Miniature Schnauzers are genetically predisposed to a number of diseases that can reduce length or quality of life. Many of these diseases are manageable, and routine veterinary checks are important. The breed is known to be affected by follicular dermatitis, esophageal achalasia, diabetes, and Legg-Calve-Perthes, and a canine version of muscular dystrophy is also seen in Miniature Schnauzers. Additionally, these dogs are at increased risk for osteochondrosis and urolithiasis, a condition that causes urinary stones to form, and for numerous heart conditions, such as mitral valve disease, sick sinus syndrome, and pulmonic stenosis.
A number of eye conditions are more common in Miniature Schnauzers than in some other breeds, including cataracts, entropion, and progressive retinal atrophy, which is an inherited condition that leads to blindness in both eyes. Congenital megaesophagus, which affects the function of the esophagus and causes regurgitation and sometimes aspiration pneumonia, is also seen in this breed, and comedone syndrome is so common in these dogs that it is often referred to as Schnauzer bumps. Also, the blood clotting disorders von Willebrand's disease and Factor VII deficiency are other concerns.
With routine veterinary care, timely vaccinations, a healthy diet, and daily exercise, Miniature Schnauzers can live a full life of up to 14 years.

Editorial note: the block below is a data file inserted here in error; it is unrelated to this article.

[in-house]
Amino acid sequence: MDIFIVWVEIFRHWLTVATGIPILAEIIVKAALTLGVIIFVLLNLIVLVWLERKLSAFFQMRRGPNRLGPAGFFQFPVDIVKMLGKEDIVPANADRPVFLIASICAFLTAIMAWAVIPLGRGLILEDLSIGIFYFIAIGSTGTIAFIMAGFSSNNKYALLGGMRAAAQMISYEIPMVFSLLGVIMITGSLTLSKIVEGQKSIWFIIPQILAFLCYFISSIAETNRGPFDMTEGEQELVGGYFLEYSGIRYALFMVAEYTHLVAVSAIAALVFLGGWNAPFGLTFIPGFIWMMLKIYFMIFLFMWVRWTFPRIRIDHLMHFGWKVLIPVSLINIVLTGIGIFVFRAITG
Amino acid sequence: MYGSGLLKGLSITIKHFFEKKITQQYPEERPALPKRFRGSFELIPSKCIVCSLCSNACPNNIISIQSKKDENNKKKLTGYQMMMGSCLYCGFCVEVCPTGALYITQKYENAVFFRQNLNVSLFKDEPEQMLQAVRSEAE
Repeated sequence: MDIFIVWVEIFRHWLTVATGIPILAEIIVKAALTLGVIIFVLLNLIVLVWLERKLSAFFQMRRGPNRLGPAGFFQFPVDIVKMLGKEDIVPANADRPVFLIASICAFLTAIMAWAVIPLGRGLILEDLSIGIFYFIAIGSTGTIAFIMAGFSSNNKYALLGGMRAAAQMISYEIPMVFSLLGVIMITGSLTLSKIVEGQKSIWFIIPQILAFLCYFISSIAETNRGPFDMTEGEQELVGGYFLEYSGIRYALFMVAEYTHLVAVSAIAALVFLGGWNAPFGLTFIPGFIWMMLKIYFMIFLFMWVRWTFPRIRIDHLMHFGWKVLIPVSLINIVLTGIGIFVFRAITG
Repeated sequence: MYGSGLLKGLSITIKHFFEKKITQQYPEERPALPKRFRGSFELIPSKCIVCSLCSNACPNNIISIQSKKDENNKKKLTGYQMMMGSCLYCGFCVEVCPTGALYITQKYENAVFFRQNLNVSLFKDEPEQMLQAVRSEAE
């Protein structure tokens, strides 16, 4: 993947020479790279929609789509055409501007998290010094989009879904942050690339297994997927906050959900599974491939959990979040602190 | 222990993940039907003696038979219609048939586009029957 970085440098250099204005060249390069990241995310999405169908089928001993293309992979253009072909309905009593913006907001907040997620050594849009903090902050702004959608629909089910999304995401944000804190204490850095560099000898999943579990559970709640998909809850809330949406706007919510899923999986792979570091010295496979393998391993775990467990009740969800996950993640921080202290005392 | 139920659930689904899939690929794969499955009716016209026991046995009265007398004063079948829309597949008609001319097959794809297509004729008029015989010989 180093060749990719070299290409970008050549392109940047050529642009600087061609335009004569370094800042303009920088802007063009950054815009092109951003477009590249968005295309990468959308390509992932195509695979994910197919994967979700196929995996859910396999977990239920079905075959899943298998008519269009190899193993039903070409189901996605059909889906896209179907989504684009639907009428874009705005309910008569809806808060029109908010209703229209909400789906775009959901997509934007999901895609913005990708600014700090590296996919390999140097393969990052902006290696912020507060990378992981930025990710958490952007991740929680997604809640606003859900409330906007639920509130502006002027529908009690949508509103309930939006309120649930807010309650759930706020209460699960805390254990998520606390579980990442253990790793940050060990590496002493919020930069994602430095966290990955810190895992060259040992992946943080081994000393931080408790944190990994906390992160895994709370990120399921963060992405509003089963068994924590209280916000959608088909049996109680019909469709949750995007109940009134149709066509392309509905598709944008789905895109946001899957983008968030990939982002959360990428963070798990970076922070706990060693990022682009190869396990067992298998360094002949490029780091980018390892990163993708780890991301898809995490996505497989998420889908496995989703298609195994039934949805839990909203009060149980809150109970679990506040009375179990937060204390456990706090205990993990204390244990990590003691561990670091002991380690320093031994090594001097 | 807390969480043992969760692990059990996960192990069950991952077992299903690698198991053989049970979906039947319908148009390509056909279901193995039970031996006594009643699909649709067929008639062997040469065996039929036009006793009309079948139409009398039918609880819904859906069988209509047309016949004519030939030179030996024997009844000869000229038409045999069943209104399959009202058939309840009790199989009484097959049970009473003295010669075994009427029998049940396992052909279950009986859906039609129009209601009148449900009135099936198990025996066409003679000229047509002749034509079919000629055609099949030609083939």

Although Miniature Schnauzers are highly spirited, they are obedient to command and easy to train. They are eager to please and respond very well to positive reinforcement techniques, especially praise and play rewards. Training should focus on teaching these dogs manners and on preventing overly territorial behavior and excessive barking.
Unfortunately, these dogs are hard-wired to hunt small animals, and no amount of training will make them safe around gerbils and other rodents. Even if the Miniature Schnauzer appears tolerant of a small animal in the house, it is important that all interactions be fully supervised.
Early socialization will help ensure these dogs grow into friendly and accepting adults. Puppies should be introduced to a variety of sights, sounds, and smells starting very early in life, and socialization should continue through adulthood with visits to neighbors and to the dog park.